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Review of ‘The Best Man’

By Len Clark
Salisbury Post
The St. Thomas Players’ selection of Gore Vidal’s “The Best Man” is topical, given the current and seemingly everlasting primary and general election campaigns. The play charts the conflict between two candidates vying for their party’s nomination,
One candidate, Bill Russell played by Kurt Corriher, is a highly principled intellectual, but with a few kinks in his armor. His opponent, Senator Joseph Cantwell, played by Shawn Van Wallendael, paints himself as the common man’s candidate, but he’s completely unethical and self-centered.
There’s not much doubt Vidal constructed the character of Russell based on his opinion of himself. He ran for Congress several times and his father and grandfather were both career politicians. Vidal’s 1972 comment: “There is not one human problem that could not be solved if people would simply do as I advise,” sums up his abounding confidence in his leadership abilities.
Ironically, when the first production of “The Best Man” was cast in 1960, Vidal turned down Ronald Reagan for the lead role because he didn’t think Reagan could pull off the role of a politician. Gore Vidal will rightfully be remembered for his prolific penmanship rather than his statesmanship.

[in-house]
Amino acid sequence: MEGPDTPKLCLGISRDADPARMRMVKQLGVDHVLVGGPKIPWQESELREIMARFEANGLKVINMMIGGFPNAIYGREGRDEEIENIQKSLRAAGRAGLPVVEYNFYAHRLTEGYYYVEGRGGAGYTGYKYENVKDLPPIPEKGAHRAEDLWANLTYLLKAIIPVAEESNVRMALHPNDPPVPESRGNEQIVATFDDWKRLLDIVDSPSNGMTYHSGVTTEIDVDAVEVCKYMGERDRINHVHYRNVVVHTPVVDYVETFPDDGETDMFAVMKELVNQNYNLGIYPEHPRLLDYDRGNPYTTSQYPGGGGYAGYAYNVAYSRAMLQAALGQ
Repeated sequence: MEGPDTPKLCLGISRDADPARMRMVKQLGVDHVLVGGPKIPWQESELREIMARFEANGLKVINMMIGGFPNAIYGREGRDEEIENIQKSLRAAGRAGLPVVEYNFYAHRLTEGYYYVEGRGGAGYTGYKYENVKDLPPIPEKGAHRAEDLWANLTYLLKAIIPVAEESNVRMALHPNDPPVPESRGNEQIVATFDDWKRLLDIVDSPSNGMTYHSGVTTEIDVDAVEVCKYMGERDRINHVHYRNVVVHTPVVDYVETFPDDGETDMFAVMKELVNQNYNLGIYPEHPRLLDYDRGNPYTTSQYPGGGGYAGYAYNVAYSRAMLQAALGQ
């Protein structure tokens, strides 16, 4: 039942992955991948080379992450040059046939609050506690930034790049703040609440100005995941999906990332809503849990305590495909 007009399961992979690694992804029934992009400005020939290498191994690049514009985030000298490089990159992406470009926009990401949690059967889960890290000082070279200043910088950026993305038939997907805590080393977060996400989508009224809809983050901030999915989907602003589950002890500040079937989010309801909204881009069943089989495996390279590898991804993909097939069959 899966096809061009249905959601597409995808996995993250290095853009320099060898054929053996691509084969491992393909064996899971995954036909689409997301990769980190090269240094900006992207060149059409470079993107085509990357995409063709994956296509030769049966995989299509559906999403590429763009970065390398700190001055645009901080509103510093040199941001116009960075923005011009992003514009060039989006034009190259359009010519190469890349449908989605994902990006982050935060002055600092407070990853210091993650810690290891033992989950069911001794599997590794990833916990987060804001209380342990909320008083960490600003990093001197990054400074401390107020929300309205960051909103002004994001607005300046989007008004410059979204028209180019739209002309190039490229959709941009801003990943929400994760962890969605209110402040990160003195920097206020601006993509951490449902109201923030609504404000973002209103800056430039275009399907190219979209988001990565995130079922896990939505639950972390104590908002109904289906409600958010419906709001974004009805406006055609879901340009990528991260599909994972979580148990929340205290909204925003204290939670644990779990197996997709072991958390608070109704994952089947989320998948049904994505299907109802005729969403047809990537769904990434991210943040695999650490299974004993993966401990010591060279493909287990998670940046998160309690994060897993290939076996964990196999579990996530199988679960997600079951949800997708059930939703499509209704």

“The Best Man,” exaggeratedly deemed a classic by its playwright, may have raised a few eyebrows from the uninformed proletariat 50 years ago, but in today’s world of instant access to multi-million dollar slur campaigns, it’s a kindergarten shoving match.
That’s not to say the play is not entertaining. The script is solid and the St. Thomas Players have done an excellent job in casting. Corriher plays Russell perfectly as the sincere, misguided candidate with a few skeletons laid in the cupboard. Van Wallendael is equally strong as the ruthless Joe Cantwell, also harboring a private life he’d rather not have made public. The best scenes with the most chemistry are where the two adversaries go head to head.
A former president ó David Crook ó plays the kingmaker, and Crook’s characterization of a Washington insider/Ole Country Boy is spot on.
Robert Hackett as Russell’s campaign manager looks and acts as though he’s dropped through a time warp from JFK’s White House, another good choice. His opposite number, Cantwell’s manager, is played suitably sleazily by Nick Luisi with another polished performance.
Wives Rebekah Hardison as Alice Russell and Lori Van Wallendael as Mabel Cantwell, also got into their roles promptly. Supported by Sarah Drinkard, Jamison Middlemiss, Bill Barton and Nick Bishop, this play of moral dilemmas, high roads, low roads and egos is entertaining and captivating.
The few stumbles on opening night will surely disappear and the show will go from Good to Better to Best Man very quickly. Jim Esposito appears to have excelled on his first outing as a St. Thomas director. Jennifer Cranford is stage manager.
Performed in the round, audience members are seated on four sides of the theatre, with entrances for the actors at the corners, so don’t be late to vote!
“The Best Man” performances are June 18-21 and June 25-28 at the Florence Busby Corriher Theatre on the campus of Catawba College. Tickets are $10. Call 704-647-0999 for information.

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